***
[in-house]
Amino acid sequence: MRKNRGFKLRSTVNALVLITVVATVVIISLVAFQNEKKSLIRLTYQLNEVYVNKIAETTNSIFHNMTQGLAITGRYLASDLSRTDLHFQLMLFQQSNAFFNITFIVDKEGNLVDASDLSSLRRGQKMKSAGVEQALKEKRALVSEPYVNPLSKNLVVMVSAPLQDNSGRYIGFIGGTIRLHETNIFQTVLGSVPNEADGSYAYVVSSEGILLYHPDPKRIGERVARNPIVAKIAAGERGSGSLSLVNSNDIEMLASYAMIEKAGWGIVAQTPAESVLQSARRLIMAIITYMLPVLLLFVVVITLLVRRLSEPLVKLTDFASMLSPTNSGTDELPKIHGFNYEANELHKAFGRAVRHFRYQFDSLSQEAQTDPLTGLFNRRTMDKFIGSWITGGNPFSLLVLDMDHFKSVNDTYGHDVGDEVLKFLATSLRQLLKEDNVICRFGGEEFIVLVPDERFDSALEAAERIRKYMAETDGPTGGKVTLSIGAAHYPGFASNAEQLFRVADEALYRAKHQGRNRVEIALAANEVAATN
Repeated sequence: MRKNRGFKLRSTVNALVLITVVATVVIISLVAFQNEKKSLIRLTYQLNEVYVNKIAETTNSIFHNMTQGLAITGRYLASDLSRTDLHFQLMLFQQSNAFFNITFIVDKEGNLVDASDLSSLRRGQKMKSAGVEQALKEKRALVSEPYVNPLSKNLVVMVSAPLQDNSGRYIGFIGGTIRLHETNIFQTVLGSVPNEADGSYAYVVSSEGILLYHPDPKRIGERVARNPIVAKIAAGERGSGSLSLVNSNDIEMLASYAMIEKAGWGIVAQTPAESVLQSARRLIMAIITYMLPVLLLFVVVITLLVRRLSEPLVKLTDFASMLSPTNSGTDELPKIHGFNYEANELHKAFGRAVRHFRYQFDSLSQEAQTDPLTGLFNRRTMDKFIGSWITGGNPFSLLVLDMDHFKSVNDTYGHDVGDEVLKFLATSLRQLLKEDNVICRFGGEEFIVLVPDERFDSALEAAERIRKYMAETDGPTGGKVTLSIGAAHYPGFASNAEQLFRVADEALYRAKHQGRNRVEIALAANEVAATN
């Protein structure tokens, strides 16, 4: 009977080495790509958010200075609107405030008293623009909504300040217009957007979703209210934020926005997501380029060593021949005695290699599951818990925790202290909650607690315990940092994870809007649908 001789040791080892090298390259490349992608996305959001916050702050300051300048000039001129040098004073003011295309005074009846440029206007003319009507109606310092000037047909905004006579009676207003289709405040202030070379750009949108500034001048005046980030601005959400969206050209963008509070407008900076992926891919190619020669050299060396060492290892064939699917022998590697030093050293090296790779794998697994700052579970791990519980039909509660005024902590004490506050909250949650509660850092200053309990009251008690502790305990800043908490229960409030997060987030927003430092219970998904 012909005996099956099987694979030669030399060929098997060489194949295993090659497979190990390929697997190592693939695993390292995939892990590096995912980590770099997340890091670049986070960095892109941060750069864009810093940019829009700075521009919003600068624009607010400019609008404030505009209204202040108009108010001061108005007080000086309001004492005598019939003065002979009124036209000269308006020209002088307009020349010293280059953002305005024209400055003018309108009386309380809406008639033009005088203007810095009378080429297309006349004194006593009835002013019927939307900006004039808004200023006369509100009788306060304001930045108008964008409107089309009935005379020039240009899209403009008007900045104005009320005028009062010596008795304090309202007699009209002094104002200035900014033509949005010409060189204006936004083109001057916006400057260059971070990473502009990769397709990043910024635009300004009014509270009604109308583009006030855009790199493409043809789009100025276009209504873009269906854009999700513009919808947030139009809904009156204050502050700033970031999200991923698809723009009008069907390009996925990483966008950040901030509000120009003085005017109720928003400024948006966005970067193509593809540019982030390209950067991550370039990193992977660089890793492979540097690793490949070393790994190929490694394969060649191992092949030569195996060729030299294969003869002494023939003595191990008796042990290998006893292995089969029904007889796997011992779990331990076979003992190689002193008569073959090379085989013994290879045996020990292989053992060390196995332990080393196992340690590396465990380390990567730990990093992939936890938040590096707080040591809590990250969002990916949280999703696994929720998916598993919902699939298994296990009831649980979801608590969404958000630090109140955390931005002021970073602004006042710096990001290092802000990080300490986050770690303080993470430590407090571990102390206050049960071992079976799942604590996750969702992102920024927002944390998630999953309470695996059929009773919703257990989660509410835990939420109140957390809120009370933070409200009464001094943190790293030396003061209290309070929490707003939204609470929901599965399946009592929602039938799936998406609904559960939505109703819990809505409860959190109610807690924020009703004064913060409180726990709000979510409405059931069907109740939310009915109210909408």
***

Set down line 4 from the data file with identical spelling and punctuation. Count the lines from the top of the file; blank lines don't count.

């Protein structure tokens, strides 16, 4: 009977080495790509958010200075609107405030008293623009909504300040217009957007979703209210934020926005997501380029060593021949005695290699599951818990925790202290909650607690315990940092994870809007649908 001789040791080892090298390259490349992608996305959001916050702050300051300048000039001129040098004073003011295309005074009846440029206007003319009507109606310092000037047909905004006579009676207003289709405040202030070379750009949108500034001048005046980030601005959400969206050209963008509070407008900076992926891919190619020669050299060396060492290892064939699917022998590697030093050293090296790779794998697994700052579970791990519980039909509660005024902590004490506050909250949650509660850092200053309990009251008690502790305990800043908490229960409030997060987030927003430092219970998904 012909005996099956099987694979030669030399060929098997060489194949295993090659497979190990390929697997190592693939695993390292995939892990590096995912980590770099997340890091670049986070960095892109941060750069864009810093940019829009700075521009919003600068624009607010400019609008404030505009209204202040108009108010001061108005007080000086309001004492005598019939003065002979009124036209000269308006020209002088307009020349010293280059953002305005024209400055003018309108009386309380809406008639033009005088203007810095009378080429297309006349004194006593009835002013019927939307900006004039808004200023006369509100009788306060304001930045108008964008409107089309009935005379020039240009899209403009008007900045104005009320005028009062010596008795304090309202007699009209002094104002200035900014033509949005010409060189204006936004083109001057916006400057260059971070990473502009990769397709990043910024635009300004009014509270009604109308583009006030855009790199493409043809789009100025276009209504873009269906854009999700513009919808947030139009809904009156204050502050700033970031999200991923698809723009009008069907390009996925990483966008950040901030509000120009003085005017109720928003400024948006966005970067193509593809540019982030390209950067991550370039990193992977660089890793492979540097690793490949070393790994190929490694394969060649191992092949030569195996060729030299294969003869002494023939003595191990008796042990290998006893292995089969029904007889796997011992779990331990076979003992190689002193008569073959090379085989013994290879045996020990292989053992060390196995332990080393196992340690590396465990380390990567730990990093992939936890938040590096707080040591809590990250969002990916949280999703696994929720998916598993919902699939298994296990009831649980979801608590969404958000630090109140955390931005002021970073602004006042710096990001290092802000990080300490986050770690303080993470430590407090571990102390206050049960071992079976799942604590996750969702992102920024927002944390998630999953309470695996059929009773919703257990989660509410835990939420109140957390809120009370933070409200009464001094943190790293030396003061209290309070929490707003939204609470929901599965399946009592929602039938799936998406609904559960939505109703819990809505409860959190109610807690924020009703004064913060409180726990709000979510409405059931069907109740939310009915109210909408």